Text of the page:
The brackish and shallow Baltic Sea is a playground for small attack submarines. Sensors used to find an adversary’s boats in the salty and deep Atlantic don’t perform well. The differences in temperature create layers under the water that hide submarines from active sonar, Cmdr. Peter Östbring, chief of staff of the Swedish Navy’s 1st submarine flotilla, told USNI News earlier this month during a trip to Karlskrona in southern Sweden.

“The complexity of the sea in our surrounding areas is… to our advantage,” Östbring said.
“That [is] the reason why our submarines are the size they are: because they’re optimized for operating in shallow waters.”

The Swedish submarine fleet consists of four submarines: three Gotland-class 1,600-ton air-independent attack boats built in the 1990s and the older 1,500-ton HSwMS Södermanland. All four boats have been upgraded with an air-independent propulsion system that allows the boats to operate underwater for extended periods.

The shallow Baltic Sea is about 230 feet deep on average, making seabed warfare a major consideration in the region, with major utilities under the surface like communication cables and gas and oil pipelines.

“The concept of seabed warfare is a fairly new concept … the learning curve is steep,” Östbring said. “We are moving ahead quite fast to get more knowledgeable, create capabilities to add on to a higher level of maritime security, because of the critical mass of the things that are at sea and on the seabed.”

The most famous example of an undersea incident in the Baltic was the still-unsolved attack on the Nord Stream 2 pipeline in 2022. In October, a gas pipeline and communications line from Finland to Estonia were severed.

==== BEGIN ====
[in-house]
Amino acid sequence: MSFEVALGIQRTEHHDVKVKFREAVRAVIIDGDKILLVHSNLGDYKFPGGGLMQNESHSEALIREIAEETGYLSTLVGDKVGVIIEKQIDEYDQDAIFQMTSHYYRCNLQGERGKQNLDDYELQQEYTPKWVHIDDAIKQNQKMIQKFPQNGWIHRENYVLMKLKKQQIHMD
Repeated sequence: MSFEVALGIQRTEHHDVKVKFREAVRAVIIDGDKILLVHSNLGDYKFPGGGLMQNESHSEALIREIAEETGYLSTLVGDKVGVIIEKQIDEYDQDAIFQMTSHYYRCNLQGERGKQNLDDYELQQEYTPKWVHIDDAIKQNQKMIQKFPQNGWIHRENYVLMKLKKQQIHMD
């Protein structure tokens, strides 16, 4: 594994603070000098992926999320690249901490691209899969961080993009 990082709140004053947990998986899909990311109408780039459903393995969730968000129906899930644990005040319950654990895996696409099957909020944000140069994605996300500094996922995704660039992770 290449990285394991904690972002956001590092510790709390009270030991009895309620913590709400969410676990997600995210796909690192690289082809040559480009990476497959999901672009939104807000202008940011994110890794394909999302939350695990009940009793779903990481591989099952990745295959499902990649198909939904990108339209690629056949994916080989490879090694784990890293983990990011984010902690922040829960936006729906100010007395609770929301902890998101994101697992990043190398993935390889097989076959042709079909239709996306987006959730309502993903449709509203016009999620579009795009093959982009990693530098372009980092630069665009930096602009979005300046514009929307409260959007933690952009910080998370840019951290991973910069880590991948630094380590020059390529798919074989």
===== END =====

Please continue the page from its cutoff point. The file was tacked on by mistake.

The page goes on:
“The main goal of the submarine force is to, to not stand guard, close to the pipeline but to create over time a recognized maritime picture so that other parts of the Navy and Swedish society are aware of what actors are in the area, what they’re doing, and what potential threat they might cause,” Östbring said.

Artist’s Concept of the A-26 submarine. Saab-Kockums image

To that end, the Swedish Navy is developing a new class of A-26 Blekinge-class boats that can operate for weeks at time in the shallow depths of the Baltic. The two boats, which have been several years in the making, lean into seabed warfare with the bows of the future HSwMS Blekinge and HSwMS Skåne featuring a large airlock to deploy either divers or unmanned underwater vehicles.

In addition to undersea warfare, the Swedish Navy also brings extensive experience with mine countermeasures. The Baltic Sea has an estimated 40,000 to 50,000 unexploded sea mines from World War I and World War II.

“It’s a time-consuming task to clear those mines. Most of the mines built 100 years ago were superb quality, because …when we demolish them today they still detonate with full force as they were intended 200 years ago,” Östbring said.
“I would say our demining efforts [haven’t] changed. The thing that has changed are there no contacts with Russia.”

Note to readers: USNI News traveled to Sweden at Saab’s invitation, but paid for our travel and accommodations in line with our ethics policy.

Sam LaGrone

Sam LaGrone

Sam LaGrone is the editor of USNI News. He has covered legislation, acquisition and operations for the Sea Services since 2009 and spent time underway with the U.S. Navy, U.S. Marine Corps and the Canadian Navy.
Follow @samlagrone